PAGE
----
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Chronicles of the Lensmen, Volume 1

de E. E. 'Doc' Smith

Sèrie: Lensman: Chronological order (omnibus 1-3)

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No, I'm not done with it. And this is my third attempt to make it through the "Lensman" books.

But I just have to say that, at this particular juncture, what this experience is chiefly making me feel is just how much better-written science (or "speculative" if you prefer) fiction is now. I'm talking orders of magnitude better. I've been going back and forth between "Doc" Smith and a recent issue of Asimov's Science Fiction and, let me tell you, the differences are profound (and speaking of Asimov -- who I love -- "Doc" Smith makes Isaac Asimov look like James Joyce).

Among other things, the late "Doc" Smith wouldn't have known characterization if characterization had bitten him on his doughnut-mix-frosted ass. For me, it is next to impossible to care about people who have no insides, even if they are the ruddy-haired golden/tawny-flecked-eyed saviors of the human race ... and yet here, we are expected to spend hundreds and hundreds of pages with them. Sheesh!

Now, John Clute tells me in his very Clutean (read: erudite, polysyllabic, sometimes faintly ridiculous) introduction that once the main story gets started, it's a roller-coaster ride like no other. Well, I'm still waiting for that first hill. I hope it comes soon, because so far this is like that spinning teacup ride: as dopey as it looks, and ultimately kind of sickening.

In the meantime, one has to slog through an awful lot of rock-jawed heroes, cooing space maidens, evil (and very, very good) aliens, and long-drawn-out space battles (I faintly recall a pretty funny Randall Garrett short story * that parodies "Doc" Smith, describing a spaceship being assaulted with, among other things, "spoons" of "intolerable energy." The sentences that inspired that parody are right there in Triplanetary and they are scarcely less ridiculous than Garrett's send-up).

I really, really want to get through this -- partly because of its historical importance and partly because I've heard that it does eventually get fun (Clute done told me so). But it's a trial near the beginning ... and there's a lot to get through.

UPDATE: Now that I am most of the way through the second book (First Lensman), I'm adjusting my stance somewhat. The characters are still flat, the morals black and white, but ... and it really is a big but ... if you can put your brain in the right place to receive it, "Doc" Smith's stuff really does have a lot to offer in terms of pure entertainment. It really IS just like John Clute says it is ...

I'm used to sf as a literature of ideas, and there really aren't the sort of ideas I'm familiar with here -- not really, at all. But there is fun aplenty. And one has to give Doc credit for trying to provide a host of truly alien aliens (at a time when John W. Campbell was, well, championing a humans-only, or at least humans-best universe).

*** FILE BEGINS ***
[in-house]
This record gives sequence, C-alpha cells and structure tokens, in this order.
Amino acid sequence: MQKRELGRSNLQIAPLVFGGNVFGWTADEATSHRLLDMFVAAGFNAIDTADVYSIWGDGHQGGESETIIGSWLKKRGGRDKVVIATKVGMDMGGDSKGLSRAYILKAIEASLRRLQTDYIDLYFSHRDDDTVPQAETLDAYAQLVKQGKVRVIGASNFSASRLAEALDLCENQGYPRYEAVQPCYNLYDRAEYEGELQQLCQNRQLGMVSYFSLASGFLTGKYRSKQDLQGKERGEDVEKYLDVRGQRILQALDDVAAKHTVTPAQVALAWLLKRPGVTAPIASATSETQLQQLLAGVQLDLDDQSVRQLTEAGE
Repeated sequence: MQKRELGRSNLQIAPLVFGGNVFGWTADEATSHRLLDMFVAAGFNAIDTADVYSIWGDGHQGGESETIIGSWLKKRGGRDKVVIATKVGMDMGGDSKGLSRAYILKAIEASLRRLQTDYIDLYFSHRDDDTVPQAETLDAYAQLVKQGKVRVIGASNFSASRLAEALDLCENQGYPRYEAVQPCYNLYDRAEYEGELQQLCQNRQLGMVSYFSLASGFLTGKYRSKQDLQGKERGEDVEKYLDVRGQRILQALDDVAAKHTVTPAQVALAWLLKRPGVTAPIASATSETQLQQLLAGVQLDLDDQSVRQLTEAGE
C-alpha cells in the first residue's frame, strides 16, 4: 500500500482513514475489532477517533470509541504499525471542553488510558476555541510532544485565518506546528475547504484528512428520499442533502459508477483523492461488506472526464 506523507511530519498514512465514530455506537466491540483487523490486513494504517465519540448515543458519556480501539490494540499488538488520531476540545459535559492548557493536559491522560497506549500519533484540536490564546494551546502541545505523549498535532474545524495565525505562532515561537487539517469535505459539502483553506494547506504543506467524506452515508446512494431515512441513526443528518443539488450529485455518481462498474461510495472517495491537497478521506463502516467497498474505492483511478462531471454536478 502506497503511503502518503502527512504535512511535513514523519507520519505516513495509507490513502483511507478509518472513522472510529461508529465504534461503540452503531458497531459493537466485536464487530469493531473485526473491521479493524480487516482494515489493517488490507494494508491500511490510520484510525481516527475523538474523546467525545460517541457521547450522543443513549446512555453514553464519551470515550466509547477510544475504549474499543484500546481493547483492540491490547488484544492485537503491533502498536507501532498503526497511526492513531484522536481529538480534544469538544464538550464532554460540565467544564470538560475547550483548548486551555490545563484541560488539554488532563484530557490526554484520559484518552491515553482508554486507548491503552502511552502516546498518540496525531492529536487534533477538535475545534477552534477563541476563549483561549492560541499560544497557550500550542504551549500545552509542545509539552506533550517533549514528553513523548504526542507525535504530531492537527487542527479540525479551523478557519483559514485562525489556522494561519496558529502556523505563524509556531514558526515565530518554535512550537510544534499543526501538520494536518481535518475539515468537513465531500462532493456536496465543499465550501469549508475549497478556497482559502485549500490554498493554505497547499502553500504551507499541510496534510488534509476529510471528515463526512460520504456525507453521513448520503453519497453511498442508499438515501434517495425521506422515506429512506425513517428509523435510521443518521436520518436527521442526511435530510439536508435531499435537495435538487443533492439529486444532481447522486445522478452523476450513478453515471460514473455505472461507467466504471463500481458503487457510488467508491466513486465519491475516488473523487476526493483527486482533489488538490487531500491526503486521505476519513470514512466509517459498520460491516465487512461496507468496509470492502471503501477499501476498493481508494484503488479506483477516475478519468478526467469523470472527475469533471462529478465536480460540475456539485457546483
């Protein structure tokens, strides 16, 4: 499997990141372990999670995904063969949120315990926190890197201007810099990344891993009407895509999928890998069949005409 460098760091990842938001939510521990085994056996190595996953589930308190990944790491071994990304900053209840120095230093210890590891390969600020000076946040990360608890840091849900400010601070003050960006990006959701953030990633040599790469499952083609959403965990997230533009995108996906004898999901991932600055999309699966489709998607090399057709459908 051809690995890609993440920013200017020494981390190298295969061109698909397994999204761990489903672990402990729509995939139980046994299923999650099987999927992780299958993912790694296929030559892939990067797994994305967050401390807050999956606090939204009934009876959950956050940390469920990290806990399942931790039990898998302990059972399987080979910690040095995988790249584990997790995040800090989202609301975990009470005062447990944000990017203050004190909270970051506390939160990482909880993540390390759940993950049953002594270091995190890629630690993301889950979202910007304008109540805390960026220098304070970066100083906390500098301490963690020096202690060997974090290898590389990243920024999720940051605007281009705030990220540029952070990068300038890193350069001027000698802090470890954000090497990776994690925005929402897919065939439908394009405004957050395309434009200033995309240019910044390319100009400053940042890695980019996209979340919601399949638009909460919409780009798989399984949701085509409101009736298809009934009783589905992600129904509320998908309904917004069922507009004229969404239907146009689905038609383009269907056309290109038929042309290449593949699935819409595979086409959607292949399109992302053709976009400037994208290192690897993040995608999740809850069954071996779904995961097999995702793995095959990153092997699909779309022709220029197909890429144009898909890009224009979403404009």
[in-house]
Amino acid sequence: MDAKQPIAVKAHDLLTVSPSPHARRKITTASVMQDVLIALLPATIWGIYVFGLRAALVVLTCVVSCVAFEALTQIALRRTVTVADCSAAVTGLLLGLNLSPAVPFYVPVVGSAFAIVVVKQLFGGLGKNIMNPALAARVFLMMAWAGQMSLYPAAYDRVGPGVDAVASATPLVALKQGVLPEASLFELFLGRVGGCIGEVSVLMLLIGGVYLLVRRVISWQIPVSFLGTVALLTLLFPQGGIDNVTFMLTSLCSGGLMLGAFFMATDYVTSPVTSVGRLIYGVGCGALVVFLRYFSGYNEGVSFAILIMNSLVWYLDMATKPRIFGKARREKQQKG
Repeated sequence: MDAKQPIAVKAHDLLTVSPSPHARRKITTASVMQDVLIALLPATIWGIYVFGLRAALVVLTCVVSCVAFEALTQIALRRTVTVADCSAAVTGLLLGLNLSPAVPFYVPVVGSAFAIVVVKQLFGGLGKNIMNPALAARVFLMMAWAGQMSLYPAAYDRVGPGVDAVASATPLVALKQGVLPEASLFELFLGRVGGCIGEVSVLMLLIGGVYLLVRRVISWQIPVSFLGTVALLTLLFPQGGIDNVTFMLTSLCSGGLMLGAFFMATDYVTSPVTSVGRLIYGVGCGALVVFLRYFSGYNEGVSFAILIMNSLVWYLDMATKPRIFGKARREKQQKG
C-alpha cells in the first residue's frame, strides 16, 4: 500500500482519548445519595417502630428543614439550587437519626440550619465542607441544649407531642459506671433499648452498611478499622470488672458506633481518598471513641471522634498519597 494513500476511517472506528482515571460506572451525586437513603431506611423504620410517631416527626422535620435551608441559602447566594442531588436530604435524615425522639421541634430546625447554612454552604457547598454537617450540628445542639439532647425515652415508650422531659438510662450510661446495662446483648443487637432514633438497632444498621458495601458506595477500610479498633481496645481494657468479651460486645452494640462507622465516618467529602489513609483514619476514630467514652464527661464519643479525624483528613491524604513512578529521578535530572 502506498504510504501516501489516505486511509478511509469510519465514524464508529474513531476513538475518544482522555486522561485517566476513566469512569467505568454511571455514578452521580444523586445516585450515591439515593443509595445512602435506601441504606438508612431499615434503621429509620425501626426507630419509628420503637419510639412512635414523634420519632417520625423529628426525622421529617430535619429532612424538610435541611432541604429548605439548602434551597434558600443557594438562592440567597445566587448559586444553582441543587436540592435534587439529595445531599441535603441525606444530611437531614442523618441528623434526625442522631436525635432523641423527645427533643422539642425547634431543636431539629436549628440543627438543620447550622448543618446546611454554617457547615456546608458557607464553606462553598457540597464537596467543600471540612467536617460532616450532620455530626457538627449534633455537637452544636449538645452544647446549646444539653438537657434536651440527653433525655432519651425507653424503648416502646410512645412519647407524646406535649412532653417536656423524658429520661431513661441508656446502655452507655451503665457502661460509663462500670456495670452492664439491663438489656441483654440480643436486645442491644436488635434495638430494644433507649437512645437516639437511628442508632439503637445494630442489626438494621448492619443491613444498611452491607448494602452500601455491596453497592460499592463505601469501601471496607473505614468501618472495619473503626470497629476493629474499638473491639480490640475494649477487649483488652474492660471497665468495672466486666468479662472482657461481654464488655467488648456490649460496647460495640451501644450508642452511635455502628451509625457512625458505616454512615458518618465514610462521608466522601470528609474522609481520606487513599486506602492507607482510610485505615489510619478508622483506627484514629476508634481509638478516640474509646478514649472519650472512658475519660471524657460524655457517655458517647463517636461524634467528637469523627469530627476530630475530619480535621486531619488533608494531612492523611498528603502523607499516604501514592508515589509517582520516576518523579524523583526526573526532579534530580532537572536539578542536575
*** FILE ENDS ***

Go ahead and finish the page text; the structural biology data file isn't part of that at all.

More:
* it's called "Backstage Lensman" (look it up on Wikipedia) and here is the sentence (or phrase) I was trying to remember: "beams, rods, cones, stilettos, icepicks, corkscrews, knives, forks, and spoons of energy raved against the screens of the Dentless**."

** To his credit, Doc thought Garrett's parody was hysterically funny, and the suggestion for the ship name "Dentless" came from him. :^)
  tungsten_peerts | Jun 23, 2013 |
The Lensmen books are widely considered to be classics, and I'm a big fan. However, these are not really science fiction. While they do feature space ships and ray guns and aliens, they are more appropriately called space opera or space westerns. There's nothing in them about how future society would be different, its basically frozen in the 1930's. Planets produce spaceships at a rate that makes them seem like cell phones, and entire fleets are wiped out with 100% casualties, but the fleets resume the same battles again within months. Things we now focus on way too much like costs and casualties are just ignored.
I still like them and remember them fondly from when I read them when I was younger, but these are best read when you are in your teens and dragged out later for nostalgia reasons. Science fiction has made a lot of progress since these were written. ( )
  Karlstar | Jan 1, 2011 |
Funny. In the introduction, Clute talks about how Smith stuck this clunky, boring prologue onto his nice, exciting story just so the bigger story would make sense - Boskone. Well, that 'boring' introduction is by far my favorite part of the Lensman series. I find Kimball Kinnison rather silly and his adventures simplistic (and the Children of the Lens are total overkill). The prehistory bits are fun, WWI and II are really interesting (and Clute says, probably autobiographical, which makes them even more fun). I like Conway Costigan, Virgil Samms, and Rod Kinnison a lot more than any of the later Lensmen - even Jack and Jill are more interesting than Kim. Still, although I started with an urge to read the WWII section I read the whole omnibus (Triplanetary, First Lensman, Galactic Patrol). Maybe I'll even dig up the later three. And I'll definitely reread Vortex Blaster - that's as much fun as the early books. I just don't enjoy watching superpowers piled on superpowers, with various 'worldshaking' clashes and the people involved eking out existence in a page or two here and there. Not to mention the deus ex machina - every time Kim needs more power he just goes back to Arisia and gets it... dull. Pretty fun overall, though. ( )
  jjmcgaffey | Dec 17, 2009 |
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